This article was published in the Fall 2020 issue
by Darren Lee, Executive Vice President and General Manager of Compliance and Digital Risk, Proofpoint Inc.
If 2020 has taught us anything it’s this: Utah’s Silicon Slopes is a community that rises to the occasion. I’ve spent more than 30 years in and around Salt Lake City and I’ve seen quite a technology transformation. As my career evolved from serial entrepreneur to helping lead one of the top cybersecurity companies in the world, there are a few Silicon Slopes best practices that continue to hold true.
If I could give one piece of advice to my career-minded younger self just starting in the Slopes, I would recommend worrying less about job title and compensation and give more weight to the company itself and the space it occupies. For example, it must have compelling solutions that will stand the test of time and crisis—even during a time like COVID. Complete an assessment to determine: is the organization a leader in the industry? If not, does it have the potential to be? Does it operate with high integrity and emphasize innovation investment? What about the industry itself…will it be relevant in five or 10 years?
In 2011, I took my own advice and joined a market leader in a highly relevant industry. It’s not every day a serial entrepreneur like me takes a break from building and selling startups, and yet such an opportunity presented itself. I enjoyed the small company dynamic, chasing a market problem and solution and the entrepreneurial spirit found in startups. After years sharing the same office space, separated only by a line of tape on the floor, I sold Draper-based NextPage to Proofpoint, a global leader in cybersecurity technology and innovation headquartered in Silicon Valley.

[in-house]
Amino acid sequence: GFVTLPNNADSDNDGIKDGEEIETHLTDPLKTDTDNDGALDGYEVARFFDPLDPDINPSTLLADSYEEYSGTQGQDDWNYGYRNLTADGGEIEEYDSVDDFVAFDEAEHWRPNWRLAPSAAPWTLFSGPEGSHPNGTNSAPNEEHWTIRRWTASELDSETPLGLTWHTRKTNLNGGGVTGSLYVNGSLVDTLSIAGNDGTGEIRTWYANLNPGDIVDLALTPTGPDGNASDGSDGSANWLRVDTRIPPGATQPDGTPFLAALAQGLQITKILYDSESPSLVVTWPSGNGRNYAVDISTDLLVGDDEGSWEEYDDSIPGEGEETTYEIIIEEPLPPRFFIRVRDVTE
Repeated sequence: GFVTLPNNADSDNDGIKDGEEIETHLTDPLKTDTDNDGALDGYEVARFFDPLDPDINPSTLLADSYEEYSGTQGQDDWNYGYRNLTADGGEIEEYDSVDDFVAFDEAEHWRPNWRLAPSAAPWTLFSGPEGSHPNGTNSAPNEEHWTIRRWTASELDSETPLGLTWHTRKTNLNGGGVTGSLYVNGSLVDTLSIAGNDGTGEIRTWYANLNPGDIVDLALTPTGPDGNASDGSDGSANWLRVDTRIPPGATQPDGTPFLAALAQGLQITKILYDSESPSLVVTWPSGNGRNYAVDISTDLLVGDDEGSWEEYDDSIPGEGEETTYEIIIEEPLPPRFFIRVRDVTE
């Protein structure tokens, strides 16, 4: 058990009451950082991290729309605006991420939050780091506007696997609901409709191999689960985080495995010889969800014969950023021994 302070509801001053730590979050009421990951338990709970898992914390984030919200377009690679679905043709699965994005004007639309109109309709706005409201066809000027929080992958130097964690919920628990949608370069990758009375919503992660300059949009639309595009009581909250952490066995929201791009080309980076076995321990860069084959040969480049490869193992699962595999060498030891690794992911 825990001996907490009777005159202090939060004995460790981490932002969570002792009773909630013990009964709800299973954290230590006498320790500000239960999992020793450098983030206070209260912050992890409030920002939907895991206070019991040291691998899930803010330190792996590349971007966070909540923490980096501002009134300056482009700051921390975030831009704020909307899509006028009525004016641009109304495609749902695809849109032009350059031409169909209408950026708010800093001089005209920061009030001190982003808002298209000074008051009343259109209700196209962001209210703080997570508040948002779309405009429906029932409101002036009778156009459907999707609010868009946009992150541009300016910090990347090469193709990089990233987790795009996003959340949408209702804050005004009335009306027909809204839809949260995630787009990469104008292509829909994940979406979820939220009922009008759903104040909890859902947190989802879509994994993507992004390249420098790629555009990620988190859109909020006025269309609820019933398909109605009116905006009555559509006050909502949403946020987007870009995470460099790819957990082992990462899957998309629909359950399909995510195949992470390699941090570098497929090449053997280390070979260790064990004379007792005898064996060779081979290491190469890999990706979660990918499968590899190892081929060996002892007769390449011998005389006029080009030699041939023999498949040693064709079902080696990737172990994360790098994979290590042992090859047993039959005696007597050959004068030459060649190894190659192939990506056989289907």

For me, it was the best of both worlds. I got to remain in the Beehive State and enjoy its lower cost of living and high quality of life, but still satisfy that entrepreneurial itch by building out Proofpoint’s Utah operations. With a workforce of 400+ in Draper, we are very committed to tapping the Wasatch Front’s considerable and growing talent pool.
I realized early on that cybersecurity was relatively more immune from market whims impacted by macroeconomic forces. After all, there is no shortage of bad guys wreaking internet havoc…and that risk has only increased as more and more companies have embraced digital transformation to stay competitive. During my tenure Proofpoint has grown from $100 million in annual revenue to over $888 million in 2019. At publication we have a market cap of $6B and just hit a milestone of 68 quarters of consecutive growth.
As for life during COVID, I’m mindful of the enormous destruction and tragedy the pandemic has caused for so many. From a purely business standpoint, Proofpoint has fared better than many. Literally overnight we all went remote and I credit Proofpoint’s size, scale, and tech-savvy employees with keeping business operations largely unaffected during this enormous transition. At the same time, I recognize there are things you can’t replace like seeing people every day, feeding off the energy in the room, and real-time collaboration.
As our tech community continues to offer opportunity throughout a challenging year, below are four things I encourage entrepreneurs, new graduates, and established professionals to keep top-of-mind:
1. Understand your company’s true value. Research how others see you from the outside and avoid the temptation to inhale your own fumes.
2. Understand your customers. If your job doesn’t include you occasionally touching base with your customers to stay on top of their needs, it may be time to rethink your job.
3. Be paranoid. Fear becoming irrelevant and displaced. If your customers feel neglected or misunderstood, you create an opening for a smaller or nimbler company. Stay in touch, invest in technology and stay relevant.
4. Invest in yourself. While it’s important to build out your network in Utah, don’t neglect other regions or company headquarters. You never know when a contact in Silicon Valley or Austin might make the difference in a sale or job.
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